General Services Administration:
Information on Pricing Retail Packaging Products
GGD-99-116: Published: Jul 7, 1999. Publicly Released: Jul 7, 1999.
- Full Report:
Pursuant to a legislative requirement, GAO examined the General Services Administration's (GSA) retail packaging products program, focusing on whether: (1) GSA is required by law to set its prices for retail packaging products at levels sufficient to ensure that all selling costs are recovered on each item; and (2) GSA's selling prices for these items do recover all costs.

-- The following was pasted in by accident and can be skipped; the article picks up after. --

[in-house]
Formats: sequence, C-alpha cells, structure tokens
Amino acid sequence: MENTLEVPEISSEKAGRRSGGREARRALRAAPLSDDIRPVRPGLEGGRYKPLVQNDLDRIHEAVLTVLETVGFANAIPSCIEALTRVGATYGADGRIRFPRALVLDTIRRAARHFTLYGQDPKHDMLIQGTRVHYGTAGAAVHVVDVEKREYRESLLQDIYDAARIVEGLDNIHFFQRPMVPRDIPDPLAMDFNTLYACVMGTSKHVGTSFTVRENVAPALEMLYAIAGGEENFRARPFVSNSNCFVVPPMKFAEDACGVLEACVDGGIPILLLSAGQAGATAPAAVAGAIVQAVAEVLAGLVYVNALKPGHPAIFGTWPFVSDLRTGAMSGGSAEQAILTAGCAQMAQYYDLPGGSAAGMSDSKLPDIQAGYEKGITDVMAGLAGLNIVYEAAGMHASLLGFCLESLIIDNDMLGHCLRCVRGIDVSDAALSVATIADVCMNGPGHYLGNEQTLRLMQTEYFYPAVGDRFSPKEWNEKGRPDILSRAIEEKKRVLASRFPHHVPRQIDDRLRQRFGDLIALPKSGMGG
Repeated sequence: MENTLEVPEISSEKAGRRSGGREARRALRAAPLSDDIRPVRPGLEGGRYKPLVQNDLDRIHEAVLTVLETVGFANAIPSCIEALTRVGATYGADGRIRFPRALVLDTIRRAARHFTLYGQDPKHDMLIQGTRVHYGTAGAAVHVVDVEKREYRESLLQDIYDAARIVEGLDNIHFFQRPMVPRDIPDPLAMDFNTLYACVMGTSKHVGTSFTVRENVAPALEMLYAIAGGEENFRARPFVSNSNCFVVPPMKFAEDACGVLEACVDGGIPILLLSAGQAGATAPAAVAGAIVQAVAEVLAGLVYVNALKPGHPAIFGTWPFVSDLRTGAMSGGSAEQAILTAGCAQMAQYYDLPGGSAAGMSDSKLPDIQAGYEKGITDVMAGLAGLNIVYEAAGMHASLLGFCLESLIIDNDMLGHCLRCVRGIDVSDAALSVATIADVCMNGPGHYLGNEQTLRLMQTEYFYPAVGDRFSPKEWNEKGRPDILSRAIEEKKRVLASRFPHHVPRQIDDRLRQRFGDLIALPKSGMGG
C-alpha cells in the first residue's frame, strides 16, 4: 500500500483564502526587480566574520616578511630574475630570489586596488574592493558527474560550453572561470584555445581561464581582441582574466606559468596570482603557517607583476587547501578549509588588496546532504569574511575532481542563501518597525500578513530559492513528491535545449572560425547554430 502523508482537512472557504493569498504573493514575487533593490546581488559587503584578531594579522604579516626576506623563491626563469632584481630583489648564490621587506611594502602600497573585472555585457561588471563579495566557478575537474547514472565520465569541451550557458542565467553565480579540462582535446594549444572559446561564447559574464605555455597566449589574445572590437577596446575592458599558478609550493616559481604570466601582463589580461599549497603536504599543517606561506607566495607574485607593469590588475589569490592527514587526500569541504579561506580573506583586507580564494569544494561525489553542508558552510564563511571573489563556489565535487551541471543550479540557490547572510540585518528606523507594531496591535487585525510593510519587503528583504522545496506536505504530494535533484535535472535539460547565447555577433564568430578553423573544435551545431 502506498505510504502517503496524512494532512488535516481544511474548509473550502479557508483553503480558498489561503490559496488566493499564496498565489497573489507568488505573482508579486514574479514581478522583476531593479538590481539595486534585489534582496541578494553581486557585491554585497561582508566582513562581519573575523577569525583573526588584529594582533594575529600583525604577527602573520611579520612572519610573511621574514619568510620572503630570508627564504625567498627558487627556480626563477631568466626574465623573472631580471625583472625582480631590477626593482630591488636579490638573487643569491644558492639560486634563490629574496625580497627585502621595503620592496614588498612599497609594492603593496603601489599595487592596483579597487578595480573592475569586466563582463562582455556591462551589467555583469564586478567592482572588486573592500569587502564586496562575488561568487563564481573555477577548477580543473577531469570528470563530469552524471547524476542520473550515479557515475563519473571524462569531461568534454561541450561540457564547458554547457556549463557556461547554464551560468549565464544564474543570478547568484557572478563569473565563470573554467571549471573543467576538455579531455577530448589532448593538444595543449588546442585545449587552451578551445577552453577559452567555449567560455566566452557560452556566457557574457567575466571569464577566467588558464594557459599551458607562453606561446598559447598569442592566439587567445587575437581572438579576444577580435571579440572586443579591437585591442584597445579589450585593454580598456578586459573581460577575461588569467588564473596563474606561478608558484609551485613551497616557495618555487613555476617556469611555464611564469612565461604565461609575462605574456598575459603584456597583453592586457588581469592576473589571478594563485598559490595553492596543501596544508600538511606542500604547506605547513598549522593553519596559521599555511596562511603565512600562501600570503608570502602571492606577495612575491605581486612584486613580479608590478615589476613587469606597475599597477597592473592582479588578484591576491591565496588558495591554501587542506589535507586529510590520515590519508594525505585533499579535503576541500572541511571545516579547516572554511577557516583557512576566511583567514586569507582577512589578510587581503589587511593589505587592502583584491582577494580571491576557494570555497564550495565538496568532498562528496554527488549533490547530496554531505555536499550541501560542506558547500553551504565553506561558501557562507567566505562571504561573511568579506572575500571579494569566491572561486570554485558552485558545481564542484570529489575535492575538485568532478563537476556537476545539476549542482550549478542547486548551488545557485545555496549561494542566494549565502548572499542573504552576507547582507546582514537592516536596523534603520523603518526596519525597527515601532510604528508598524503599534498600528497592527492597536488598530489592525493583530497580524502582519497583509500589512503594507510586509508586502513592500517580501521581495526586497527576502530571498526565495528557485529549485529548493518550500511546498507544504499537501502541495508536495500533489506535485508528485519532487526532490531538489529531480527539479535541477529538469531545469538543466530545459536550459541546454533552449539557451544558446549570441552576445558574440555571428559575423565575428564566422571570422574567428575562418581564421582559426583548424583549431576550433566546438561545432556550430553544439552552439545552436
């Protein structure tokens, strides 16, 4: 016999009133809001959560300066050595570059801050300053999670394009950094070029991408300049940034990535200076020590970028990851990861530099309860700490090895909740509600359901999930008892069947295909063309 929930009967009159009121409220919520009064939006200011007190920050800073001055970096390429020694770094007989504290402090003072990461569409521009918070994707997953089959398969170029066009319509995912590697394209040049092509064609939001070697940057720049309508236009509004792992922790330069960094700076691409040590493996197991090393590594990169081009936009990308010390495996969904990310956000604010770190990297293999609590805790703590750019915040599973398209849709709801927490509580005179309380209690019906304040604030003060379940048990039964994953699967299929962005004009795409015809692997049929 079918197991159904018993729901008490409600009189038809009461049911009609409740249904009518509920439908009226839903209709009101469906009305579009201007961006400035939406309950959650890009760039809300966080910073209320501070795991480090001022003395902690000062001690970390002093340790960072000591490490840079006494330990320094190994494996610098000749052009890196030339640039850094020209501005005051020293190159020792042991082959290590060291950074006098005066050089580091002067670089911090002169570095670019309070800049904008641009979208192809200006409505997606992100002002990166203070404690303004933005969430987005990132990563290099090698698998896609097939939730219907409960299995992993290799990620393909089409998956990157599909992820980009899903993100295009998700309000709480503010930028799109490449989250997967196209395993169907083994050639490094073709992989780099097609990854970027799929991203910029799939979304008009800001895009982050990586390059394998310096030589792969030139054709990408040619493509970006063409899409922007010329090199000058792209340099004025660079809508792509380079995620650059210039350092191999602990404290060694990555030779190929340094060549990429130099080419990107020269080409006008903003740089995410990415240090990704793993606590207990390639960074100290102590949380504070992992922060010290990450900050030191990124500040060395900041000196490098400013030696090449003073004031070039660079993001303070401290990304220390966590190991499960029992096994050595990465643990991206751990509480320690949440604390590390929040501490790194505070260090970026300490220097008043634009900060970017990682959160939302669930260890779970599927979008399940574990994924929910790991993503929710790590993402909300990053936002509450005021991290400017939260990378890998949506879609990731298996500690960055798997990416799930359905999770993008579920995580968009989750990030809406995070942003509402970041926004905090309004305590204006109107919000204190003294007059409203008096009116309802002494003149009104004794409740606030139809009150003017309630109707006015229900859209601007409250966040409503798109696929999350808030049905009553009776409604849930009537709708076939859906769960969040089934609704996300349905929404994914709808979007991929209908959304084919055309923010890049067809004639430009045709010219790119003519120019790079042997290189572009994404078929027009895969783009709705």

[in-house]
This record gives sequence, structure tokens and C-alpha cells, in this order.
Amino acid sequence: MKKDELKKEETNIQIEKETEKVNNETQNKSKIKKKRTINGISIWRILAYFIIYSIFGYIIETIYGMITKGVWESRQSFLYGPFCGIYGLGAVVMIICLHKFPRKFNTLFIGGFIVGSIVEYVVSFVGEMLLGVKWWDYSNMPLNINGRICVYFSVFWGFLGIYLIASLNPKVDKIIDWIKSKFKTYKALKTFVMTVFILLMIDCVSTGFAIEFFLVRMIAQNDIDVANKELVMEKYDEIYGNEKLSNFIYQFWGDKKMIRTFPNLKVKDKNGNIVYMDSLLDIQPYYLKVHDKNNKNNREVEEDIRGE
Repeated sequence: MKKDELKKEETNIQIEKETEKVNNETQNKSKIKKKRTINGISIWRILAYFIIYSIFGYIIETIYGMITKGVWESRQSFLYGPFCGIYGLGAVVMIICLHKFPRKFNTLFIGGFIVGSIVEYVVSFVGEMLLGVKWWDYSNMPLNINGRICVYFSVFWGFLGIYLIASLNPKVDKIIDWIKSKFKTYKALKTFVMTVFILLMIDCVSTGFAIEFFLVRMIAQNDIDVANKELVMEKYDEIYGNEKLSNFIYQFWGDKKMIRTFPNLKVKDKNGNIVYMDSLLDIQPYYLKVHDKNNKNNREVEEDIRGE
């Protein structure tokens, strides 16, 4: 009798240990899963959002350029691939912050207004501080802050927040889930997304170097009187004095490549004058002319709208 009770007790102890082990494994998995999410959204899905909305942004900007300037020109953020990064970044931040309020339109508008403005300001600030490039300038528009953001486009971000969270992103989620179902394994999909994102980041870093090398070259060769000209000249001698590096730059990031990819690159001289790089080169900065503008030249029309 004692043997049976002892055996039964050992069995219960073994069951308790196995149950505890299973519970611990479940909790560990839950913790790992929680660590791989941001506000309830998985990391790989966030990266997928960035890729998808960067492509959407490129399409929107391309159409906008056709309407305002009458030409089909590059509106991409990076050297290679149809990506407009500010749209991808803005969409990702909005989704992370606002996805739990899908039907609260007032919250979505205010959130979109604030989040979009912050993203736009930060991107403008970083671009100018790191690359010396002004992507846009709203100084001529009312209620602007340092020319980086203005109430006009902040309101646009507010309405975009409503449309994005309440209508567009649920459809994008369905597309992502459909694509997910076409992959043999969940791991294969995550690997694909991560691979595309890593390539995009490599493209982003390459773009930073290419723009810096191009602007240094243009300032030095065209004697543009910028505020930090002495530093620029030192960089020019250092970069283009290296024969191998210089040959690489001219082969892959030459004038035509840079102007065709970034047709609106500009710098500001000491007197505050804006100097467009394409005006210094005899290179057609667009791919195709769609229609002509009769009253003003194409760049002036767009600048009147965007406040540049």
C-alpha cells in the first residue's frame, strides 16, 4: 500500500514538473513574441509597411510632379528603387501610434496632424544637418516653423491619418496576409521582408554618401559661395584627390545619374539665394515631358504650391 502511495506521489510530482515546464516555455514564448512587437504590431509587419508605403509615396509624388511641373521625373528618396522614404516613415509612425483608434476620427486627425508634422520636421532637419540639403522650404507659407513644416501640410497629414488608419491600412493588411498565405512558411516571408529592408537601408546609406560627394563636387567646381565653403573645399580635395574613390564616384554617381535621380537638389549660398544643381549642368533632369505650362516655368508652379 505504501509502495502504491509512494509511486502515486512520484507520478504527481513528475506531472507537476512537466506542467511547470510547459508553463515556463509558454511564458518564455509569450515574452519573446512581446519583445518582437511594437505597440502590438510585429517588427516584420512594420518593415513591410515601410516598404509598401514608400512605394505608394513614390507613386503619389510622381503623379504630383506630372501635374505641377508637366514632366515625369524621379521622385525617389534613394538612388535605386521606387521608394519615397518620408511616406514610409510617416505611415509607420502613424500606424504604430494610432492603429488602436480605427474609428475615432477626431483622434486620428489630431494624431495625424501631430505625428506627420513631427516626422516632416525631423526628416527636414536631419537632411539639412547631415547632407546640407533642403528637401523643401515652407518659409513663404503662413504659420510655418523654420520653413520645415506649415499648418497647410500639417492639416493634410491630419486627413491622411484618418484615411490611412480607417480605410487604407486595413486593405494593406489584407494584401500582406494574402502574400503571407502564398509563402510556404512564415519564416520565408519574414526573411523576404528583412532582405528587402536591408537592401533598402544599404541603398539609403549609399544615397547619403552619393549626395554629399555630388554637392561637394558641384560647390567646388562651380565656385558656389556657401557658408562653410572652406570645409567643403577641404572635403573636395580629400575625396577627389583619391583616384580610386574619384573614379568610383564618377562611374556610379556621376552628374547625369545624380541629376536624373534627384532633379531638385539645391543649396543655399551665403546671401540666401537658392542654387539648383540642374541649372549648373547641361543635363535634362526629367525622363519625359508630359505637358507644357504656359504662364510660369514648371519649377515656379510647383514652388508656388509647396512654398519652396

GAO noted that: (1) GSA is not required to, nor does it set prices to, recover all estimated costs associated with selling retail packaging products on an item-by-item basis; (2) the statutory provision related to product pricing and cost recovery, 40 U.S.C. 756, specifically identifies the purchase price, transportation, and the direct and indirect costs associated with contracting, handling, and distributing products as the costs that GSA should recover through its selling prices; (3) however, the law does not require GSA to use a specific method in recovering its costs or require GSA to establish a price for an individual product that will recover all of the costs associated with selling that product; (4) GSA officials believe that they are complying with the full cost recovery requirement mandated in 40 U.S.C. 756, if the revenues for all products and services sold through its General Supply Fund are at least equal to the total cost of operating the Fund; (5) because the statute does not specify how GSA should implement full cost recovery, does not require that GSA must recover cost on an item-by-item basis, and states that cost should be recovered so far as practicable, GAO believes that the method GSA is using to achieve full cost recovery is within its discretion; (6) GAO's analysis of the 27 retail packaging products indicates that GSA's selling prices for the majority of these products were not sufficient to ensure that all estimated costs associated with selling each individual item were recovered from the sale of these products; (7) specifically, GAO found that the actual pricing markups applied to these products were usually lower than the individual product markups calculated by GSA's cost allocation model, which, according to GSA officials, is the most accurate estimate of how much it costs GSA to sell each item individually; (8) GSA groups similar products into what it calls a federal supply class and applies a single markup to each class to determine its product selling prices; (9) the federal supply class markups are determined through the use of the cost allocation model and the professional judgment of supply officials; and (10) GSA pricing officials said that it would be burdensome and impractical to implement a system that tracks each product and ensures full cost recovery on an item-by-item basis.